Kent Law Clinic Solicitor Hannah Uglow (pictured above at the Royal Courts of Justice with a group of Kent Law School students) comments on yesterday’s landmark Court of Appeal decision
Yesterday afternoon Sally Challen’s conviction for the murder of her husband was quashed and a retrial ordered.
Sally killed her husband Richard in 2010 after a 40 year relationship having met him at the age of 15. In 2011 she was convicted of his murder. At trial the defence argued the partial defence of diminished responsibility (DR), which reduces liability for murder to manslaughter. The rationale is that those who kills as a result of mental illness ought to be treated more leniently as they are less responsible for their actions(s. 2 Homicide Act 1957 as amended by s.52 Coroners and Justice Act 2009).
For a defence of DR to succeed it must be shown that it was more likely than not that, at the time of the killing, the defendant was suffering from a recognised medical condition which substantially impaired their ability to understand their conduct and to form a rational judgment or exercise self-control. It must also be shown that this set of circumstances provides an explanation for the killing.
Since 2011 Sally and her family have fought to have the case reviewed in the context of her as a victim of sustained controlling and coercive behaviour throughout the 40 year relationship. This context, it was argued, when taken in conjunction with other witness evidence was sufficient to argue that Sally was suffering from undiagnosed mental illness at the time she killed Richard.
The case comes at a crucial time. It is now forty years since the public conscience had to accept DV existed sue to movements such as the Women’s Refuge. It is twenty-five years since case of R v Ahluwalia acknowledged the impact of DV on survivors in terms of criminal liability. R-V-Challen is about convicted women let down by the criminal justice system and reminds us of those who don’t survive. Coercive control has been recognised since 2015 as a criminal form of domestic abuse. The way it affects survivors is yet to be properly understood especially within the criminal justice system.
Let us be clear, Sally Challen does not proclaim her innocence. There is a common misconception that the defences to murder which reduce criminal liability for a killing to manslaughter, amount to absolute defences. They do not. One way or another, Sally will always stand convicted of Richard’s killing. The question is one of understanding the nature of the crime, the causes of the crime and the correct mental state at the time of the killing. On appeal the only question is whether or not a conviction is ‘safe’. If at the original trial the jury had had the evidence of the impact of 35 to 40 years of control and coercion would this have made a difference to the case narratives presented by both the Crown and the Defence?
This case is important in many respects not least the substantive criminal law of murder and the availability of the partial defences. There is rightly a debate over the extension of the definitions of abuse as creating justification for criminal acts. There will always be controversy surrounding expert testimony, its admissibility and the weight juries give it. There are yet more questions, not least, about the ability of the police, prosecutors, defence lawyers, judges and juries to grasp the importance of properly exploring a case where there is a context of domestic abuse.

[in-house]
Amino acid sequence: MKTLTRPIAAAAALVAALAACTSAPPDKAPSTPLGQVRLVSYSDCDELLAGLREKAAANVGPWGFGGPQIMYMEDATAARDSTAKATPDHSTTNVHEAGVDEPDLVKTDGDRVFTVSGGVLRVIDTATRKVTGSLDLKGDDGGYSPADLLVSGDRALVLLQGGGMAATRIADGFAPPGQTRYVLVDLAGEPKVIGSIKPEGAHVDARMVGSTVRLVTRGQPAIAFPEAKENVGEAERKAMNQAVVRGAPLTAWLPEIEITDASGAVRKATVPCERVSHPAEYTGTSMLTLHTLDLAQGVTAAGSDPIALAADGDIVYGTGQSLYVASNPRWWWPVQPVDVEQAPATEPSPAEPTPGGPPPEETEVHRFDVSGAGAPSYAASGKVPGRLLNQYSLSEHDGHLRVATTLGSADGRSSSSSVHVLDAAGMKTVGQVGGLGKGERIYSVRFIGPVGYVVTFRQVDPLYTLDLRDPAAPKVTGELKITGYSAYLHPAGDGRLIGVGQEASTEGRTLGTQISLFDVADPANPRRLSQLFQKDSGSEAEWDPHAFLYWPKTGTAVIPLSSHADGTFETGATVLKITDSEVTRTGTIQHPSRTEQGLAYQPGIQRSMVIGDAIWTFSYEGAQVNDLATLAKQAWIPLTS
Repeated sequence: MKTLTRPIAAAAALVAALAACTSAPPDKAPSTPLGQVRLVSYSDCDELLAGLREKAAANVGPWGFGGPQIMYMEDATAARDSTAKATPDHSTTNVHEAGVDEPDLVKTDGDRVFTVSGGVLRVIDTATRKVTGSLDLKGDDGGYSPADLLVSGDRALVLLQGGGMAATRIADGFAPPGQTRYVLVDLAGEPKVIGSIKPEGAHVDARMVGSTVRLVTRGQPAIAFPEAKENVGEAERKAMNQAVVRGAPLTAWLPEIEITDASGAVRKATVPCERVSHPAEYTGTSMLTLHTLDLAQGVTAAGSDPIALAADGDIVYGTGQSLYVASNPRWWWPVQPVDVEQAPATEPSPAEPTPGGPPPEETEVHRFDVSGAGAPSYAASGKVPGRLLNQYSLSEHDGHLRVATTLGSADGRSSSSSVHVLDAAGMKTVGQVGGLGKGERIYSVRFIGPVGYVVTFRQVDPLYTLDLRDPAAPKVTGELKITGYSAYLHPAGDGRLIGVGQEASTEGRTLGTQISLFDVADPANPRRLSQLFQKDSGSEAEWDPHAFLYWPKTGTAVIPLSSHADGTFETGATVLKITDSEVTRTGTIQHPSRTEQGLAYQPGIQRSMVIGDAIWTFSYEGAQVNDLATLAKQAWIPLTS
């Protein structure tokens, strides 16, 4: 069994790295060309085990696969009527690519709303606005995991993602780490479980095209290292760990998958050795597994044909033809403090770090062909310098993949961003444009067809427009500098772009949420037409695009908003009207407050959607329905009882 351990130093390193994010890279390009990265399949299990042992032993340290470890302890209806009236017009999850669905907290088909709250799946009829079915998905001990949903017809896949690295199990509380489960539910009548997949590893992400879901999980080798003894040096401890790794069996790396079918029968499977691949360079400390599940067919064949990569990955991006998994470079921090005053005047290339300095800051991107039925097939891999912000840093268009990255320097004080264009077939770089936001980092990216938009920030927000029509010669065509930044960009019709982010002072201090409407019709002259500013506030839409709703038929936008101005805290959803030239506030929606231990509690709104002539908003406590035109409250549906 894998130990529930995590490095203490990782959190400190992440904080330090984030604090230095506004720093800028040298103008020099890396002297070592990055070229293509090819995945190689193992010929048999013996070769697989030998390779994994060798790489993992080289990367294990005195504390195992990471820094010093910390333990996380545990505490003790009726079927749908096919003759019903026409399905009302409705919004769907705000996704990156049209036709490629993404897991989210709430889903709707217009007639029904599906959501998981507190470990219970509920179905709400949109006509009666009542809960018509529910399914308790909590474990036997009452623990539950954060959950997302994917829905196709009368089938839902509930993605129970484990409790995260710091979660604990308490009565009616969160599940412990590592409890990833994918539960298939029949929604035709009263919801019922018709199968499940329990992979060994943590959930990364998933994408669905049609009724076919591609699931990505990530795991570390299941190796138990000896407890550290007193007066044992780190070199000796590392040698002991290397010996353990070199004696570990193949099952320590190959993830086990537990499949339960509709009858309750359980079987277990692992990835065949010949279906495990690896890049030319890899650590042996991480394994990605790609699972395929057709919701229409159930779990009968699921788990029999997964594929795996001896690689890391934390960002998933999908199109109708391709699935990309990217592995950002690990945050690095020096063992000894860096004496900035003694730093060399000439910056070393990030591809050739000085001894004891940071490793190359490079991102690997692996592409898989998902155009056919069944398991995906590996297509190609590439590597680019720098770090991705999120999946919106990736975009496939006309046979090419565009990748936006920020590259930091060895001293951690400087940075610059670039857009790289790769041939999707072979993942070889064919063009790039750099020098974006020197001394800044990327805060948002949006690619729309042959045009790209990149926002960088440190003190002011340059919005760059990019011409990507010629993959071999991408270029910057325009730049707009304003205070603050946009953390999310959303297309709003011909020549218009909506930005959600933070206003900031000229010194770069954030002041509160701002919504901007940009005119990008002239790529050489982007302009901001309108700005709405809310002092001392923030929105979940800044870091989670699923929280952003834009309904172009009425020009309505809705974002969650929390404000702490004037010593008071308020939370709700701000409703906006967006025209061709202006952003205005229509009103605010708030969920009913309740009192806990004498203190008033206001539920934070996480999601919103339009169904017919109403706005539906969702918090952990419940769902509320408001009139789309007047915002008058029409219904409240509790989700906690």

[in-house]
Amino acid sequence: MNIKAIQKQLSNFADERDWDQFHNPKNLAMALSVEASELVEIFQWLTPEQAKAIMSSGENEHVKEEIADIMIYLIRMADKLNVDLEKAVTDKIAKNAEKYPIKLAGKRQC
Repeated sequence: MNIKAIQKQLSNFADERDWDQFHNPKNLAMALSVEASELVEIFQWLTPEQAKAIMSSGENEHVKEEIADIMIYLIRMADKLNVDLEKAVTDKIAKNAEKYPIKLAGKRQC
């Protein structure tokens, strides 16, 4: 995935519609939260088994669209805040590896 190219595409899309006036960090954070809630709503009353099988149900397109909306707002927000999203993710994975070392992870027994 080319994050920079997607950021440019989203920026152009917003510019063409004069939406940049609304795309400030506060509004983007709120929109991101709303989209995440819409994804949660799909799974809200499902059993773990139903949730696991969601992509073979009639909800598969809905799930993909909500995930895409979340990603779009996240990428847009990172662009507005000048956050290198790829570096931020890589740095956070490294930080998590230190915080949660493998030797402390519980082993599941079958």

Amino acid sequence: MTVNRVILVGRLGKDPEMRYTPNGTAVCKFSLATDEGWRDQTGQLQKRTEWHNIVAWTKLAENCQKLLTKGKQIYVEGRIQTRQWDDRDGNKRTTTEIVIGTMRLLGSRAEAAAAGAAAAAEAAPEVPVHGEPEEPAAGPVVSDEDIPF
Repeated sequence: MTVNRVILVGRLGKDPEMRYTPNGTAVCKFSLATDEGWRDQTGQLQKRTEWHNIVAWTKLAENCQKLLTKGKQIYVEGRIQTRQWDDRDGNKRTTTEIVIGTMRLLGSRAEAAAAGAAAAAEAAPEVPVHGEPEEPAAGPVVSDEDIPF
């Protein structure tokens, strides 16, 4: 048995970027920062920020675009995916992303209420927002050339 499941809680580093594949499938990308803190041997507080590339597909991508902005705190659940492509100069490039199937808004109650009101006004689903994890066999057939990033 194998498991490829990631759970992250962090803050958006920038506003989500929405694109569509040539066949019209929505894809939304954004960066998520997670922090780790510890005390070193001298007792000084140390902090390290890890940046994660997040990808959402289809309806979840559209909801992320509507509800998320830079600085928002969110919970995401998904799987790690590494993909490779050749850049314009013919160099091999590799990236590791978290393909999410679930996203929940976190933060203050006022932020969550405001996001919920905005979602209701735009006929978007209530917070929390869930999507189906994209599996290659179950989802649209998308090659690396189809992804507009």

A further issue arises when we consider whether the police and prosecution have a predetermined and limited understanding of survivors of domestic abuse and their needs. Respecting the wishes of victims in how the state prosecutes cases is controversial. A compelling feature of this appeal is that both Sally’s sons, both victims of her crime, see the appeal as being as much about justice for their father as their mother. It is, for them, crucially important to have a full understanding of the circumstances. They are adamant that when the context of coercive control as domestic violence was applied to the case, the pieces of the jigsaw fell into place for them. Finally the family had a voice, a way to explain to themselves, to each other, to the system and to the public how something like this could have happened. Movingly, it is a united voice as Sally and her family are also supported by members of Richard’s family.
I am a solicitor specialising in criminal justice and criminal defence. Our work at the Kent Law Clinic is focused on giving members of the public, who can’t afford legal advice, access to justice and on enhancing the legal education of our students. I, and six students attended the RCJ to hear the first day of the appeal. We attended to lend support to the pro bono organisations who have assisted Sally and her family and many others at crucial times in their fights for access to justice. Campaigning lawyers are the unsung heroes and guardians of our legal rights and remedies. For the students to see what these people achieve, to see where the arguments are made, the judgments are formed and to have the black and white words of Courted judgements lifted out and away from the textbook was very special.
Nicole Andrade, Student Director of the Clinic Criminal Justice Project commented that:
“We left the Royal Courts of Justice feeling inspired and encouraged after observing a ground-breaking case. We got to experience the culmination of a long campaign, courageously and eloquently lead by Sally’s son David. Achieving justice for survivors of domestic violence becomes possible when public support is far reaching and present. Laws are ever changing, evolving with society and adapting as necessary. Sally’s case has illustrated for us as students how possible and tangible such changes are.”
Representing Sally Challen – Clare Wade QC instructed by Harriet Wistrich of Birnberg Pierce Solicitors (Justice for Women/Centre for Women’s Justice)